Trends in Liver Disorders & Eradicating Hepatitis C

Good afternoon, this is Dr Kieron Lim - a Senior Consultant in Gastroenterology and Hepatology at the Mount Elizabeth Hospital in Singapore.

The most striking trend in liver disease over the last 5 to 10 years is the decline in Hepatitis C, which is largely attributed by the very potent and effective medications that came online around 2010. This has drastically reduced the incidence of Hepatitis C around the world.

As Hepatitis C falls, the incidence of fatty liver disease is steadily climbing. This trend has been seen globally in Western countries and Asia.

Liver cirrhosis is the end stage of liver disease, characterised by the significant scar tissue forming in the liver. There are many reasons and causes for this to happen. The three common causes include viral hepatitis, especially Hepatitis B and C. As mentioned earlier, Hepatitis C is largely not a problem anymore due to the very efficacious and effective medications that are available on the market. Other causes of liver cirrhosis include alcohol, but the fastest rising single cause is fatty liver disease.

The complications of liver cirrhosis include jaundice (a yellowish discolouration of the eyes and the skin), ascites (the accumulation of fluid in the abdominal cavity), varices, blood vessels that can enlarge and form the oesophagus in the food pipe as well as in the stomach. These can potentially rupture and bleed and cause internal haemorrhage.

Another complication commonly encountered is hepatic encephalopathy - a medical term for liver patients being confused. This is also a spectrum from mild concentration, poor concentration, mild sleep disturbance and deep coma. It occurs because the liver is unable to excrete the toxins from the body efficiently, resulting in a build-up of ammonia which crosses into the brain.

Another complication that is often feared is the development of primary liver cancer or hepatocellular carcinoma. When these complications arise, the patient should be urgently referred for consideration and evaluated for a liver transplant. The greatest advancement is the discovery of potent antiviral medications. I alluded to this earlier which means hepatitis C is significantly decreasing and some countries like Australia, are looking to eradicate hepatitis C.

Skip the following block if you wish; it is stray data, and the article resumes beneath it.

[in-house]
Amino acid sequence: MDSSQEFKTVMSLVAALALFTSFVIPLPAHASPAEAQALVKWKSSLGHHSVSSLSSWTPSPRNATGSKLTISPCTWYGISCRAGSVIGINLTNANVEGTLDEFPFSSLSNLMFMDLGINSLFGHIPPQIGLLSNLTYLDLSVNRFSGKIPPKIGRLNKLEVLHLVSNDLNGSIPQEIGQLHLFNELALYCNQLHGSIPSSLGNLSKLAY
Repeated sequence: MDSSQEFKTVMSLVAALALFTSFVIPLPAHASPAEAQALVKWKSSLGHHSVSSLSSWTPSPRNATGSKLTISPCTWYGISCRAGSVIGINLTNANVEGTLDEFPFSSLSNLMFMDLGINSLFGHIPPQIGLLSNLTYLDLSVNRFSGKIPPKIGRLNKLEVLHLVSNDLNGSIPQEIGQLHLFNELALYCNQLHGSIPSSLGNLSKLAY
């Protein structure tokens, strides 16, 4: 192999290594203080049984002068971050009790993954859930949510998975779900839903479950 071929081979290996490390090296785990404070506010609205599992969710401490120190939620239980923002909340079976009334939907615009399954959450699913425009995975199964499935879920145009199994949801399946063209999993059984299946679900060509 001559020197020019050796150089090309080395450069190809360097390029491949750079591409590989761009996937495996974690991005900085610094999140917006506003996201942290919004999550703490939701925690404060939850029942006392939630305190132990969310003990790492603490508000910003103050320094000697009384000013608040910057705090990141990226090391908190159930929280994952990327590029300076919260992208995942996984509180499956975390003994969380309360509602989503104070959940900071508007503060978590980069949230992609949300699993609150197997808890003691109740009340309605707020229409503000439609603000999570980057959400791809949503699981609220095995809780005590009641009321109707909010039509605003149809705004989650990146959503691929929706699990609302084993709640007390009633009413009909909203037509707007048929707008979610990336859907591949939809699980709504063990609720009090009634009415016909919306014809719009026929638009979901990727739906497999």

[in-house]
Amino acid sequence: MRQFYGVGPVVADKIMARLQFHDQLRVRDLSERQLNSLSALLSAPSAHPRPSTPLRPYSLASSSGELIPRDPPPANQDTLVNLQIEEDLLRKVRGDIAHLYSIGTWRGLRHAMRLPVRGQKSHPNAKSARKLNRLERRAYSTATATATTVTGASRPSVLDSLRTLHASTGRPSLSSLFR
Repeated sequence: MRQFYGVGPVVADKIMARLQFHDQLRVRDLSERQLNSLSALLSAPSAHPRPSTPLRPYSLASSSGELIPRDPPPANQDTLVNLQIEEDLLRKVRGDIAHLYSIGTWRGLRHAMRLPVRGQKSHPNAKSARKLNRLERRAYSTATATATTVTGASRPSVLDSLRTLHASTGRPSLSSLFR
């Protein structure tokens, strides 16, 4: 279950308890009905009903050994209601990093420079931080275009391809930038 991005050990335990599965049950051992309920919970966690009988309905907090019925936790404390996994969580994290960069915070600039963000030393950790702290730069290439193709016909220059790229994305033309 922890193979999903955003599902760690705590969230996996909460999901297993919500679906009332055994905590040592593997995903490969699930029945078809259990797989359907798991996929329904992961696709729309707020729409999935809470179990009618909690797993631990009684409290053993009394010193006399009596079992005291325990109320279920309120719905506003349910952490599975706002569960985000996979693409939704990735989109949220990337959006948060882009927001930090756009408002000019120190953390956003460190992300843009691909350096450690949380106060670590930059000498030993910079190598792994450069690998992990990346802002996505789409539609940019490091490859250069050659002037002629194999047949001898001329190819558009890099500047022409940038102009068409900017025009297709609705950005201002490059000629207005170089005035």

There's extensive research undergoing now to try and combat fatty liver disease. There are many clinical trials undergoing at present. Hopefully in the near future, we will have a medication available to us as effective as the hepatitis C medications which can reverse and cure patients with fatty liver disease. This will be a multidisciplinary programme comprising and helmed by experienced specialists to look after the transplant patient and donor in a holistic way.

The core group of specialists includes the liver surgeon, hepatologist, intensive care specialists, infectious diseases specialists, a multitude of specialist nurses and allied health professionals. One of the key challenges in Singapore is the low cadaveric donation rates. This is something which many Asian countries are experiencing, also the reason and motivation why living donor liver transplant has been developed and successfully carried out in various parts of the world.

We also offer living donor liver transplants for our patients. What's unique in Singapore is that on a case-by-case basis, the potential donor can also be an emotionally related donor. Typically, donors are next of kin and family members. However, when certain conditions are not met and potential family members are not suitable for donating their livers, individuals with a very strong emotional relationship, for example old childhood friends and close colleagues can be considered for liver donation for the liver transplant recipient.

Over the last 50 years, liver transplantation has advanced in leaps and bounds. When transplantation was first offered as a treatment option, the one-year survival rate was close to 30%, meaning 70% of patients were not alive one year after the transplant. Fast forward to the present day, the one-year survival is approaching 85-90%. Thus, with better surgical techniques, better intensive care, better medications, transplant patients are living better and longer.

My advice to doctors that are seeing patients with liver disease is to refer patients with cirrhosis, especially decompensated cirrhosis with complications to a liver transplant center for early evaluation. For patients, I urge you to follow-up regularly with your physician, be sensitive to new symptoms that may arise and to seek medical treatment at an early stage. Early detection is key to initiate treatment, prevent the progression of liver disease, prevent the development of cirrhosis and its complications.

For more information, refer to the article here